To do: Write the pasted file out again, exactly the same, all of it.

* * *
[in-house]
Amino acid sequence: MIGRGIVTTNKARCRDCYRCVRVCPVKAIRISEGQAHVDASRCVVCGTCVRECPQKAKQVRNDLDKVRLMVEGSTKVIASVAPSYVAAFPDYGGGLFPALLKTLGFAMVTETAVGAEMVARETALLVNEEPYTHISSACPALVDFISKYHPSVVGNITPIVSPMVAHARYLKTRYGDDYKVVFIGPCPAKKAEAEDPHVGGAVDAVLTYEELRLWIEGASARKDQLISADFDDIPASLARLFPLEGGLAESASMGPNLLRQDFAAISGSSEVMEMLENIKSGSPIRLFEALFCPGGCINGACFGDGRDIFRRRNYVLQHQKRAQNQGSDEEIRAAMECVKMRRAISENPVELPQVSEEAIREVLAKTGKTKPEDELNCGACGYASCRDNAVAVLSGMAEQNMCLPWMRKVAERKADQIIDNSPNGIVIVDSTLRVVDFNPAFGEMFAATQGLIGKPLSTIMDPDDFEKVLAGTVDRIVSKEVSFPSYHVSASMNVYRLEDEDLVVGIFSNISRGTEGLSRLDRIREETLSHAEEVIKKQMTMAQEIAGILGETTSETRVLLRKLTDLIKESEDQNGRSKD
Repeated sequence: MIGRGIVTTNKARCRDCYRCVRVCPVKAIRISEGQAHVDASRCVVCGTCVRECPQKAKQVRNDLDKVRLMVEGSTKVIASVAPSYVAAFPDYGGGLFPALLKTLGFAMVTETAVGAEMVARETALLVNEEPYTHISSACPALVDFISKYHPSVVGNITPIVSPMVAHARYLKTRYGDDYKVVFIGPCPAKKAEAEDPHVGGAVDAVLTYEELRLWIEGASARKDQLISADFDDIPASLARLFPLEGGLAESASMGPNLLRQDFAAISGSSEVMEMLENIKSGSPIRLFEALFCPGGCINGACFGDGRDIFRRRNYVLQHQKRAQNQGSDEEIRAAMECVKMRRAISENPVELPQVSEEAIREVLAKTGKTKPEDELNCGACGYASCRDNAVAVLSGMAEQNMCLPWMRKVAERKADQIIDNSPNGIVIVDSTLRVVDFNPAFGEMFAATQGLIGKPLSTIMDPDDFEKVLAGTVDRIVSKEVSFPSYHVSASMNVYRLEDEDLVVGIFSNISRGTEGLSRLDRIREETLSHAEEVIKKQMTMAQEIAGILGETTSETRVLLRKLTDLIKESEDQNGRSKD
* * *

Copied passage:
[in-house]
Amino acid sequence: MIGRGIVTTNKARCRDCYRCVRVCPVKAIRISEGQAHVDASRCVVCGTCVRECPQKAKQVRNDLDKVRLMVEGSTKVIASVAPSYVAAFPDYGGGLFPALLKTLGFAMVTETAVGAEMVARETALLVNEEPYTHISSACPALVDFISKYHPSVVGNITPIVSPMVAHARYLKTRYGDDYKVVFIGPCPAKKAEAEDPHVGGAVDAVLTYEELRLWIEGASARKDQLISADFDDIPASLARLFPLEGGLAESASMGPNLLRQDFAAISGSSEVMEMLENIKSGSPIRLFEALFCPGGCINGACFGDGRDIFRRRNYVLQHQKRAQNQGSDEEIRAAMECVKMRRAISENPVELPQVSEEAIREVLAKTGKTKPEDELNCGACGYASCRDNAVAVLSGMAEQNMCLPWMRKVAERKADQIIDNSPNGIVIVDSTLRVVDFNPAFGEMFAATQGLIGKPLSTIMDPDDFEKVLAGTVDRIVSKEVSFPSYHVSASMNVYRLEDEDLVVGIFSNISRGTEGLSRLDRIREETLSHAEEVIKKQMTMAQEIAGILGETTSETRVLLRKLTDLIKESEDQNGRSKD
Repeated sequence: MIGRGIVTTNKARCRDCYRCVRVCPVKAIRISEGQAHVDASRCVVCGTCVRECPQKAKQVRNDLDKVRLMVEGSTKVIASVAPSYVAAFPDYGGGLFPALLKTLGFAMVTETAVGAEMVARETALLVNEEPYTHISSACPALVDFISKYHPSVVGNITPIVSPMVAHARYLKTRYGDDYKVVFIGPCPAKKAEAEDPHVGGAVDAVLTYEELRLWIEGASARKDQLISADFDDIPASLARLFPLEGGLAESASMGPNLLRQDFAAISGSSEVMEMLENIKSGSPIRLFEALFCPGGCINGACFGDGRDIFRRRNYVLQHQKRAQNQGSDEEIRAAMECVKMRRAISENPVELPQVSEEAIREVLAKTGKTKPEDELNCGACGYASCRDNAVAVLSGMAEQNMCLPWMRKVAERKADQIIDNSPNGIVIVDSTLRVVDFNPAFGEMFAATQGLIGKPLSTIMDPDDFEKVLAGTVDRIVSKEVSFPSYHVSASMNVYRLEDEDLVVGIFSNISRGTEGLSRLDRIREETLSHAEEVIKKQMTMAQEIAGILGETTSETRVLLRKLTDLIKESEDQNGRSKD